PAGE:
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Tectonic and magmatic development of the Great Basin of western United States during the late Cenozoic time.

Modern Geology

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Abstract

In the later Cainozoic, approx 18 m.y. ago, the first basin and range faulting developed in the central part of the Great Basin, this extensional tectonic system resulting from drag on the North American plate as the Pacific plate moved obliquely to the NW along the San Andreas fault. The northern boundary of the Great Basin at the Snake River plain and W across SE Oregon is the tectonic zone along which the E-W extending Basin and Range province has been moving for the past 18 m.y. In the Great Basin axis a narrow N-trending zone of basalt intruded the crust at the same time that basin and range faulting developed; this belt widens northwards as it approaches the N edge of the Great Basin and becomes diffuse and widespread in SE Oregon and SW Idaho, reaching enormous dimensions in the Columbia Plateau farther N. The basalt, which replaced andesitic igneous activity in the mid-Cainozoic, was produced by widespread partial melting in the upper mantle when the tectonic regime changed from a convergent- and subduction-related system to the extensional basin and range system. The locus of magma generated migration to the E and W margins of the Great Basin simultaneously and, as it migrated, it produced a series of eruptive centres along the N boundary of the Great Basin.-R.A.H.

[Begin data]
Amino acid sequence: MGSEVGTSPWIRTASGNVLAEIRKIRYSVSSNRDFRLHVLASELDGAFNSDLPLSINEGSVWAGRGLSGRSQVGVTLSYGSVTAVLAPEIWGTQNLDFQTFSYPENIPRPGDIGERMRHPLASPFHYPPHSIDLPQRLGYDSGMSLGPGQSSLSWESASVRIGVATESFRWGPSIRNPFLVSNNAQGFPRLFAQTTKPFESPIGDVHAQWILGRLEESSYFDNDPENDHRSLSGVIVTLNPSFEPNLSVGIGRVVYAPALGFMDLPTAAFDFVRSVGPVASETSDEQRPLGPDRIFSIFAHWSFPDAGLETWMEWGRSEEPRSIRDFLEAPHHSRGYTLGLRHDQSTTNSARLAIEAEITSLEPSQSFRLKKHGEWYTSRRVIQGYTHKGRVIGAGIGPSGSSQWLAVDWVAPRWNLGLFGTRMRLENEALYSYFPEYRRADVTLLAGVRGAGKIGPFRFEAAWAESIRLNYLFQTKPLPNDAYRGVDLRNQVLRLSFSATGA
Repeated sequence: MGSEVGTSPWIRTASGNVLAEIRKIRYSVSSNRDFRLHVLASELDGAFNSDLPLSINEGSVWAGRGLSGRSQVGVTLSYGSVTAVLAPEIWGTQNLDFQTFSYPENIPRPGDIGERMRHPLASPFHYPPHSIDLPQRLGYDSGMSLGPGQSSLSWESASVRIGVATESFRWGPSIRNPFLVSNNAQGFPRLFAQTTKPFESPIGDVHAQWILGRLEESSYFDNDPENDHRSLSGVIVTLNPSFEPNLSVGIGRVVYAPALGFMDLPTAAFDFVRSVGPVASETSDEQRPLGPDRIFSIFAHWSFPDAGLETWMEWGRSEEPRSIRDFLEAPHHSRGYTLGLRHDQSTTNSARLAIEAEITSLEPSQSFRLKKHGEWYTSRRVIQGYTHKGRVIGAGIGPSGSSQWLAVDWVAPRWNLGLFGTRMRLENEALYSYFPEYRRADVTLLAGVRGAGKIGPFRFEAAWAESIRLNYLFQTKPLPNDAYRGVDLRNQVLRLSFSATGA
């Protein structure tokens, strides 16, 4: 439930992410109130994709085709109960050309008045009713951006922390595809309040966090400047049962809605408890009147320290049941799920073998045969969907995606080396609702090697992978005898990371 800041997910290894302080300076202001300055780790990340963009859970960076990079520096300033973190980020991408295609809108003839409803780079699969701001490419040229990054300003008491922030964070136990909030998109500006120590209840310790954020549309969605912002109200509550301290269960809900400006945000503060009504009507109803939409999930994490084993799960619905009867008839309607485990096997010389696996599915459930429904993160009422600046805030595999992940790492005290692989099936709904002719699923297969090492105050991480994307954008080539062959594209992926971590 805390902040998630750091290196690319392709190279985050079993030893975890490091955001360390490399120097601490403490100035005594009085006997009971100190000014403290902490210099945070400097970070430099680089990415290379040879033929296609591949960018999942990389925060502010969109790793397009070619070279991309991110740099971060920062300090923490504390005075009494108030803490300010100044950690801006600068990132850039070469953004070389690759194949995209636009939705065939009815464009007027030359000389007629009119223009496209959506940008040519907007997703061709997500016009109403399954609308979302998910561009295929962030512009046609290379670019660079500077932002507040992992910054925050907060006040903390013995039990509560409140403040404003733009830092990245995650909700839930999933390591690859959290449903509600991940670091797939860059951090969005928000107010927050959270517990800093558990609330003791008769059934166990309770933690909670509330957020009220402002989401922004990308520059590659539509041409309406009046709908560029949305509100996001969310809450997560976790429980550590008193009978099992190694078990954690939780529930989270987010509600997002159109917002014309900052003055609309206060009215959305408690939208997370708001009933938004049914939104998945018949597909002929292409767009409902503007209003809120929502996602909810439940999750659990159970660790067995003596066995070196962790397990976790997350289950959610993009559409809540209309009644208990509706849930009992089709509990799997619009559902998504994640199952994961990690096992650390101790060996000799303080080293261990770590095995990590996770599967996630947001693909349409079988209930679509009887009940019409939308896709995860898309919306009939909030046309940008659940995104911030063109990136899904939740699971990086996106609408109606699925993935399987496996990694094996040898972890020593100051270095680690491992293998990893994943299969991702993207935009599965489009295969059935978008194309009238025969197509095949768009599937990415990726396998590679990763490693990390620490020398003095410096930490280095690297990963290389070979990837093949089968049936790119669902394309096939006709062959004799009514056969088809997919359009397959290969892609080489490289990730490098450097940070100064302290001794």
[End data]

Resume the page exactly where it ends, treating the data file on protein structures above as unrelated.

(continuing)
Additional Publication Details

Publication type:
Article
Publication Subtype:
Journal Article
Title:
Tectonic and magmatic development of the Great Basin of western United States during the late Cenozoic time.
Series title:
Modern Geology
Volume
10
Issue:
1
Year Published:
1986
Language:
English
Larger Work Type:
Article
Larger Work Subtype:
Journal Article
Larger Work Title:
Modern Geology
First page:
39
Last page:
49
Number of Pages:
11